22 October 2010 Over the past year about one third of Canadian charities noticed a drop in contributions from individuals. Imagine Canada reported in August more charities are stressed, a growing number indicating their existence is at risk.

Undoubtedly, some of this donor fatigue stems from the long grinding out of the economic downturn. But that’s the easy explanation. Part of this malaise also stems from the failure of charities to introduce novel or attractive options for potential donors.

As a society Canadians are primed to respond quickly and with compassion when confronted with the needs of others. For the Winnipeg flood, the Haiti earthquake and the South Pacific tsunami, the giving was immediate and at remarkable levels.

Yet for many charities, there is predictability about annual appeals. — Read the full story inside, 724 words.


In case you missed it ... and always worth repeating

'Give us the tools and we'll finish the job'

Winston Churchill

Let's say that news throughout human time has been free. Take that time when Ugh Wayne went over to the cave of Mugh Payne with news that the chief of his group had broken a leg while chasing his laughing wife around the fire. That news was given freely and received as such with much knowing smiles and smirks to say nothing of grunts of approval or disapproval. — 688 words.

(Corporate) welfare starts at home — and reaches half-way 'round the world

U.S. military aid package pays full cost of F35 Joint Strike Fighter planes purchased by Israel

By Nora Barrows-Friedman

20 October 2010 — Israel has recently sealed a deal to purchase 20 brand-new F-35 Joint Strike Fighter jets made by US defense and aerospace corporation Lockheed Martin in a contract that, at $2.75 billion, is one of the largest arms purchases ever made by the state. The entire contract is paid for by an ongoing US military aid package under the auspices of the US government's Foreign Military Sales program.

Israel had originally attempted to purchase 75 jets, a plan that was discussed in meetings between Israeli Defense Minister Ehud Barak, Israeli Defense Ministry Director-General Udi Shani, US Pentagon officials and Lockheed Martin representatives in September 2008.

According to an August 16 report in Israeli daily newspaper Haaretz,  the deal stalled when the Israeli Air Force (IAF) demanded that Israeli-made systems be installed "for specialties such as electronic warfare and communications." The IAF also wanted to modify the jet's capacity to carry Israeli-made missiles. Lockheed declined, saying that the deal was a "closed package." — Read the full article at, 1,319 words.

Jobs, jobs, jobs?

Saudi arms sale saves U.S. helicopter industry

Attention has been focused on the F15s and Iran, but close to 50 light helicopters are 'ideal for crowd control'

By Mark Thompson

21 October 2010 — The Pentagon has just sent Congress Saudi Arabia's latest shopping list, topped with 84 F-15 jet fighters and 190 helicopters, as predicted here last month. It's always funny how some quantities are round -- 200,000 20mm cartridges, 300 AIM-9X Sidewinder missiles, 1,000 2,000-pound GBU-31B V3 Joint Direct Attack Munitions -- and some are not: 193 F-110-GE-129 Improved Performance Engines, 338 Joint Helmet Mounted Cueing Systems, 462 AN/AVS-9 Night Vision Goggles. Defense folks suggest the need for accountability of bullets and bombs -- and how they are packed on pallets -- is to blame for so many zeroes in the kinetic column.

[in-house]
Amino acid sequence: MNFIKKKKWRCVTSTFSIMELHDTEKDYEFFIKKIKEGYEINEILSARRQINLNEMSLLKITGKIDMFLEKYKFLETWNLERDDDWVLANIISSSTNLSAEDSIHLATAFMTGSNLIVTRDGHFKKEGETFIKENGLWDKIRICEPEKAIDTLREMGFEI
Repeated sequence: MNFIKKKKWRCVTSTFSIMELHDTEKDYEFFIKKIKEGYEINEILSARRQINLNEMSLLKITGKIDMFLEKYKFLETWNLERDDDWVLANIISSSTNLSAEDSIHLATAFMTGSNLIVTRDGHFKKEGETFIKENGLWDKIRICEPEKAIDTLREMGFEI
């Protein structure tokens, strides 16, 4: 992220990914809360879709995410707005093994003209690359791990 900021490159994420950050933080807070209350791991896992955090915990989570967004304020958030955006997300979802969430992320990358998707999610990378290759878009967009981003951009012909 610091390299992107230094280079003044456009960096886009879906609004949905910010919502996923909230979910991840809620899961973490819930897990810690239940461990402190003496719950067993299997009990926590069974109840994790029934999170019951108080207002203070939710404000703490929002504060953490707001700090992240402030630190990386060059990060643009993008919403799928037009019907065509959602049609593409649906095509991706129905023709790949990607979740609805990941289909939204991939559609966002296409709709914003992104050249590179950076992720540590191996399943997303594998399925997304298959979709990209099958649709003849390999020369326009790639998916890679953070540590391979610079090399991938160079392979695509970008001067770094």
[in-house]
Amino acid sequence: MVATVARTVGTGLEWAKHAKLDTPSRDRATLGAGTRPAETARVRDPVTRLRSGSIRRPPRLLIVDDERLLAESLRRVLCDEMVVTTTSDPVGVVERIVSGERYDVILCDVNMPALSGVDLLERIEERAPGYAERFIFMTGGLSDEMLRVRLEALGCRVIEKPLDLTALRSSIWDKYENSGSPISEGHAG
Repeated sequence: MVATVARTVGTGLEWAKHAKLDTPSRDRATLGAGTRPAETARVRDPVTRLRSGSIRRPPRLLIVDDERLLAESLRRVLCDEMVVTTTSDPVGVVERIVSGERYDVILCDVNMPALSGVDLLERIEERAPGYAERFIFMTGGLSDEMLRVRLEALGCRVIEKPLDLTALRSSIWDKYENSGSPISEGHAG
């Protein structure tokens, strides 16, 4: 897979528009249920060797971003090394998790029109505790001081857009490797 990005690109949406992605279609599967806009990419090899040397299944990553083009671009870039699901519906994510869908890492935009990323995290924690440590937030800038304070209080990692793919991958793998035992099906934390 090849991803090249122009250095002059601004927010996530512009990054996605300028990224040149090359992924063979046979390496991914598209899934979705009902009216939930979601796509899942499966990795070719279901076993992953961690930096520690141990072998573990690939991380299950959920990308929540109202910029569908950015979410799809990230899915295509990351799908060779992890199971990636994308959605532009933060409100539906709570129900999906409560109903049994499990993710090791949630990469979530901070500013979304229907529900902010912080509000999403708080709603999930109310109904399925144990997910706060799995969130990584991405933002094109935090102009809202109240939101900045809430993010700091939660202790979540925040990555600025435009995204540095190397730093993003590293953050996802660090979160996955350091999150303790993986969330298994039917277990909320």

A top official at the State Department explained Wednesday why the Saudis need such military hardware -- "counter-terrorism" was the first reason cited -- and said the U.S. has no concerns entering into an arms sale likely to stretch for decades into the future with an autocratic, oil-rich regime: — Read the full article at, 829 words.
Money and Markets

On both sides of the Atlantic, financial 'experts' prove they haven't learned a thing

In Britain, cutting jobs to fight the Great Recession

By Paul Krugman
The New York Times
21 October 2010 — In the spring of 2010, fiscal austerity became fashionable. I use the term advisedly: the sudden consensus among Very Serious People that everyone must balance budgets now now now wasn’t based on any kind of careful analysis. It was more like a fad, something everyone professed to believe because that was what the in-crowd was saying.
And it’s a fad that has been fading lately, as evidence has accumulated that the lessons of the past remain relevant, that trying to balance budgets in the face of high unemployment and falling inflation is still a really bad idea. Most notably, the confidence fairy has been exposed as a myth. There have been widespread claims that deficit-cutting actually reduces unemployment because it reassures consumers and businesses; but multiple studies of historical record, including one by the International Monetary Fund, have shown that this claim has no basis in reality
No widespread fad ever passes, however, without leaving some fashion victims in its wake. In this case, the victims are the people of Britain, who have the misfortune to be ruled by a government that took office at the height of the austerity fad and won’t admit that it was wrong. . Read the full article at The New York Times, 819 words.

In America, burning down the houses to fight the housing crisis

By Michael Moore
21 October 2010 — So how do the Wall Street boys feel after destroying the world economy while pocketing billions, and then getting bailed out by everyone else in America? I'm sure they're filled with remorse and desperately trying to make it up to us. Right?